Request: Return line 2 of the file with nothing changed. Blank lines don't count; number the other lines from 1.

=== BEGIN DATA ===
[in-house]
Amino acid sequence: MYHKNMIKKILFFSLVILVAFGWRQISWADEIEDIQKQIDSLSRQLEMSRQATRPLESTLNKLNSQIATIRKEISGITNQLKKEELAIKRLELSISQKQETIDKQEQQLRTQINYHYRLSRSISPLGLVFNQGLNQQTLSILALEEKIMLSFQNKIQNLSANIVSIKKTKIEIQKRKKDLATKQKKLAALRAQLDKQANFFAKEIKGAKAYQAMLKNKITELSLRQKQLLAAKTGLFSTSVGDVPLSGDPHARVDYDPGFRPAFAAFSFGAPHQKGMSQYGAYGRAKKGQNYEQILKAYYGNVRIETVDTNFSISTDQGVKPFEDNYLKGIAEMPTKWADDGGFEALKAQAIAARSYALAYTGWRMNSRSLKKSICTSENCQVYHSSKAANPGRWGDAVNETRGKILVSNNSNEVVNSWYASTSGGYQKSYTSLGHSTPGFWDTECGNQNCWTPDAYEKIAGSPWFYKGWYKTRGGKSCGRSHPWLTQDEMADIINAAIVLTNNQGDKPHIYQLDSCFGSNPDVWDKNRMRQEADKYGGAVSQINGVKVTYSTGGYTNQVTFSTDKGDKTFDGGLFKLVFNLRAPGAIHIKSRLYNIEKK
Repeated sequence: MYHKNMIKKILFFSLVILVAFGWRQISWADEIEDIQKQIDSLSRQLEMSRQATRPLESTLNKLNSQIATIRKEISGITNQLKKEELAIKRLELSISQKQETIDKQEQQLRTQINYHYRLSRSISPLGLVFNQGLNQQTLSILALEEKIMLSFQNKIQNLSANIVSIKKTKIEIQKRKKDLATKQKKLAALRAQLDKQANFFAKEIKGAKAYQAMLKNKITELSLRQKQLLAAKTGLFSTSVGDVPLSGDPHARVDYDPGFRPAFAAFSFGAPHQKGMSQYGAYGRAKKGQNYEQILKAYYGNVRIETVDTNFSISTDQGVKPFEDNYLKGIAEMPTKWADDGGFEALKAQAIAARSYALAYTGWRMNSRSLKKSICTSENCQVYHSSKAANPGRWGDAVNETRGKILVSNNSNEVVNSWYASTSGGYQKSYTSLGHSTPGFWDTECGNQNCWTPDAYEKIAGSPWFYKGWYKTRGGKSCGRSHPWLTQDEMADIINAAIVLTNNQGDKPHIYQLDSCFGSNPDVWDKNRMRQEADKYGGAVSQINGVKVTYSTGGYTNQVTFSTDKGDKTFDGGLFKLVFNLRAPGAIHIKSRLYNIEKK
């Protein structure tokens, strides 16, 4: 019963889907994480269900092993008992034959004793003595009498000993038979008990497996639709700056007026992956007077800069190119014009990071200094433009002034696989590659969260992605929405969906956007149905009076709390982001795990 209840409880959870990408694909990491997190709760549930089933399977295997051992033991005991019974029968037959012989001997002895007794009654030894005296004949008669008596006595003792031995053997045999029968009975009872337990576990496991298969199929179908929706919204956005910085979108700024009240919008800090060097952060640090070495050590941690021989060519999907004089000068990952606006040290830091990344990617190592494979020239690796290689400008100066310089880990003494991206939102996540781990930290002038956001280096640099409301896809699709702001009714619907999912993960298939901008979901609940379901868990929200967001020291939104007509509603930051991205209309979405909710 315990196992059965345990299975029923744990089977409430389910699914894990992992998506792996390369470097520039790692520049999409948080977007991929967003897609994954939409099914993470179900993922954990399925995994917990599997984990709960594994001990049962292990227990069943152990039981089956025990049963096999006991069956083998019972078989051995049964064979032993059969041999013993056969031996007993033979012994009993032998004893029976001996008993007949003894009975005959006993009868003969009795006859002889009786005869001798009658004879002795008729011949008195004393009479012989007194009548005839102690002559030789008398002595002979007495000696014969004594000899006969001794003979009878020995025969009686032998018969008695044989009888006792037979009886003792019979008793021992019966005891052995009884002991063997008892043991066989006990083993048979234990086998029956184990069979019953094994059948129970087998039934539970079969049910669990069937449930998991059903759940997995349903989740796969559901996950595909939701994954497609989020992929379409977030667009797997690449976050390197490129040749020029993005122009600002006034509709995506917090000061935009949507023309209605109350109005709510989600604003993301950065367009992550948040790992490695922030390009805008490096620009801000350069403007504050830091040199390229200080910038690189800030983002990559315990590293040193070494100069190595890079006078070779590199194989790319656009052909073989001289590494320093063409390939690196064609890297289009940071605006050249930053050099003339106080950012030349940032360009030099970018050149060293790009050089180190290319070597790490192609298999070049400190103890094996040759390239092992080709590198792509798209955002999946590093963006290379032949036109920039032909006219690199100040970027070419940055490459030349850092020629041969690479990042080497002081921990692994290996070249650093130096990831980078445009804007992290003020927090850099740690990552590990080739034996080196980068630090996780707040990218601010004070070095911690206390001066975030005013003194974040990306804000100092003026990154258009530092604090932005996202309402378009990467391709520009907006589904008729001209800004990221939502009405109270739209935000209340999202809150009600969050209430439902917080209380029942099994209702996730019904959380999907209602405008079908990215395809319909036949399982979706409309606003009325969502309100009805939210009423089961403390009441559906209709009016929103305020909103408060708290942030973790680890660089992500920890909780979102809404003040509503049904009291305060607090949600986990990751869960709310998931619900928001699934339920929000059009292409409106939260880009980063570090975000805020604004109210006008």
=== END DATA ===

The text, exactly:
Amino acid sequence: MYHKNMIKKILFFSLVILVAFGWRQISWADEIEDIQKQIDSLSRQLEMSRQATRPLESTLNKLNSQIATIRKEISGITNQLKKEELAIKRLELSISQKQETIDKQEQQLRTQINYHYRLSRSISPLGLVFNQGLNQQTLSILALEEKIMLSFQNKIQNLSANIVSIKKTKIEIQKRKKDLATKQKKLAALRAQLDKQANFFAKEIKGAKAYQAMLKNKITELSLRQKQLLAAKTGLFSTSVGDVPLSGDPHARVDYDPGFRPAFAAFSFGAPHQKGMSQYGAYGRAKKGQNYEQILKAYYGNVRIETVDTNFSISTDQGVKPFEDNYLKGIAEMPTKWADDGGFEALKAQAIAARSYALAYTGWRMNSRSLKKSICTSENCQVYHSSKAANPGRWGDAVNETRGKILVSNNSNEVVNSWYASTSGGYQKSYTSLGHSTPGFWDTECGNQNCWTPDAYEKIAGSPWFYKGWYKTRGGKSCGRSHPWLTQDEMADIINAAIVLTNNQGDKPHIYQLDSCFGSNPDVWDKNRMRQEADKYGGAVSQINGVKVTYSTGGYTNQVTFSTDKGDKTFDGGLFKLVFNLRAPGAIHIKSRLYNIEKK